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27 November 1989 LIME (Large-Area Imaging Mwpc Experiment): A High Resolution Space Borne Telescope
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The HEAO1 A4 satellite hard X-Ray sky survey, performed in the late '70s, has discovered a crowded and complex hard X-Ray sky in the range 10 180 keV. This intrigued scenario has been recently confirmed by high quality balloon borne experiments. These experiments in spite of their good spectral capability have been generally unable to provide good positional resolution and large sky coverage because of the use of passive collimators with wide field of view (f.o.v.) (typically 3 ÷ 15 degree). It is now evident the scientific need for a new generation of hard X-Ray instruments providing high imaging and spectral resolution over a wide energy range to study the spectral behaviour of different classes of cosmic sources and to identify these X-Ray emitters with their counterparts at optical, infrared and radio wavelenghts. In this note we will describe a new type of position sensitive MultiWire Proportional Counter (MWPC) recently designed and built at the prototype level in our Institute. This detector, expected to be fully operational in two years, will be assembled with a coded mask, employed as the imaging device, and flown on-board a balloon borne experiment as a high-resolutionwide-angle hard X-Ray telescope. The main scientific goal is to produce sky images in the range 15 + 180 keV with arcminute angular resolution, good spectral resolution (λ/Δλ=20) and milliCrab sensitivity, during a typical observation time of 104 seconds. A space qualified version of this instrument operative in the range 2.5 ÷ 180 keV has been proposed on-board the Soviet mission "Spectrum X-Famma" expected to fly in the mid '90s.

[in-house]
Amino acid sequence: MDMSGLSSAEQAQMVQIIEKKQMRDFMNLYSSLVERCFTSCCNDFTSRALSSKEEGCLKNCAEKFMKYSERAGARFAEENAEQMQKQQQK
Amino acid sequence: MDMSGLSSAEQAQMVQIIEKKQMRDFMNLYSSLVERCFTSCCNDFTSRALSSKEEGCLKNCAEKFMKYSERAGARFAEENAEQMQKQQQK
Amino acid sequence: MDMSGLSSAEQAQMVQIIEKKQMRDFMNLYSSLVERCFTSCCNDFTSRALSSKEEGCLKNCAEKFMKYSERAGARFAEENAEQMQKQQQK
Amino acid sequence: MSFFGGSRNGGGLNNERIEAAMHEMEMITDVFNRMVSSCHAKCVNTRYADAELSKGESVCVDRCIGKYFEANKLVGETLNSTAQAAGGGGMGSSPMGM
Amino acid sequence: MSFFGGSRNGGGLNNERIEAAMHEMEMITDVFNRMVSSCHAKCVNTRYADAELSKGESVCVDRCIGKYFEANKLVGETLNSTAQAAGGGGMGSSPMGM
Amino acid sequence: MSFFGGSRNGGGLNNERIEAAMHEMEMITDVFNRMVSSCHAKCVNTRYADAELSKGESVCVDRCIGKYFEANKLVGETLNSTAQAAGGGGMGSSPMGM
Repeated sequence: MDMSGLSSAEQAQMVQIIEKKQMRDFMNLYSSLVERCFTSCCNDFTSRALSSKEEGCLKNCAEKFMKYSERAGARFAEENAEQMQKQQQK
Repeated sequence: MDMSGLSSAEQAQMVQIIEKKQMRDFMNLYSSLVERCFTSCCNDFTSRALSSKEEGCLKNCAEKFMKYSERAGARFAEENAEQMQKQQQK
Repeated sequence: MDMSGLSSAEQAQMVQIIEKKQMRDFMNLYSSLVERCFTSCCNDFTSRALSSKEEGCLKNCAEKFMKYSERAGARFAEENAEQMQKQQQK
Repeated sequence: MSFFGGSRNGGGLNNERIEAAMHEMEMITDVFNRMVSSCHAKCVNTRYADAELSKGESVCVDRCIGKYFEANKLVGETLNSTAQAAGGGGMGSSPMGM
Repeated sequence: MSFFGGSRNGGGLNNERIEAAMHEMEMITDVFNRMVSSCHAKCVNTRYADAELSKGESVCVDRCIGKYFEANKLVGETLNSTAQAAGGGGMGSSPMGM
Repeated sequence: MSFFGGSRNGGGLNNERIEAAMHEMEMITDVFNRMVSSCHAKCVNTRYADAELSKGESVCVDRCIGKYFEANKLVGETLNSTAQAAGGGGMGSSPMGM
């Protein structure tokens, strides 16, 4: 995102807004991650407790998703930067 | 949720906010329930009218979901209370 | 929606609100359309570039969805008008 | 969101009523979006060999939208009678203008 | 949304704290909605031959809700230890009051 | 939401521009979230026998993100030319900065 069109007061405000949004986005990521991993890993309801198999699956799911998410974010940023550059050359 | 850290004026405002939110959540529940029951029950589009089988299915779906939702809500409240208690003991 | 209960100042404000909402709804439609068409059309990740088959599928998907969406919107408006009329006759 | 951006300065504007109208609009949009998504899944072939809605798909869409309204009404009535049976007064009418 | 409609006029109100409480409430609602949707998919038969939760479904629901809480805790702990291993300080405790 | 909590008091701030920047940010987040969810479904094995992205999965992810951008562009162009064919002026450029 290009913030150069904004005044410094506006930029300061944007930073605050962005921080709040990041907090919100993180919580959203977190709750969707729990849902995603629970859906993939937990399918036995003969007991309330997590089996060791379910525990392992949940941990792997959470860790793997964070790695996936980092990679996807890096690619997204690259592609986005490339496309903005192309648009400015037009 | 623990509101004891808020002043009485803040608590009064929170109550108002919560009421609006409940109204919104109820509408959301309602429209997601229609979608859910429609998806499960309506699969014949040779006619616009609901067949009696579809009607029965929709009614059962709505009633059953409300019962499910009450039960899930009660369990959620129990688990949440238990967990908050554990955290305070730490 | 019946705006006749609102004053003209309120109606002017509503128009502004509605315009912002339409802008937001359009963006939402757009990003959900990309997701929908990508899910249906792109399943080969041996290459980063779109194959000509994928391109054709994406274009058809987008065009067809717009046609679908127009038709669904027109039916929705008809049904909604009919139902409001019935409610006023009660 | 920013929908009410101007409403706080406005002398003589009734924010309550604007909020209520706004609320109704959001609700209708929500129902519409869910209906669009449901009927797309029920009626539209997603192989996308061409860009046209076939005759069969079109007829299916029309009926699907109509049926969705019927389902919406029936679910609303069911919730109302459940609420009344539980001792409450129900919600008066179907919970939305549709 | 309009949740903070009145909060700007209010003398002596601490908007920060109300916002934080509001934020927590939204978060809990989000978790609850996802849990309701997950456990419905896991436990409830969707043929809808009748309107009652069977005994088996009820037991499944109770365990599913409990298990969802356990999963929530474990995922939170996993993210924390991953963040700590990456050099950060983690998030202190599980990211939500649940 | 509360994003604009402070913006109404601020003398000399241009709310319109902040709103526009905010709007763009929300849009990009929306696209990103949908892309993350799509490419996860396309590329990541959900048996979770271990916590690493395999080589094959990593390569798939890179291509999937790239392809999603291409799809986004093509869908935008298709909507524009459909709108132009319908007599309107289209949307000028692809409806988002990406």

© (1989) COPYRIGHT Society of Photo-Optical Instrumentation Engineers (SPIE). Downloading of the abstract is permitted for personal use only.
P. Ubertini, A. Bazzano, and E. Soggiu "LIME (Large-Area Imaging Mwpc Experiment): A High Resolution Space Borne Telescope", Proc. SPIE 1159, EUV, X-Ray, and Gamma-Ray Instrumentation for Astronomy and Atomic Physics, (27 November 1989);


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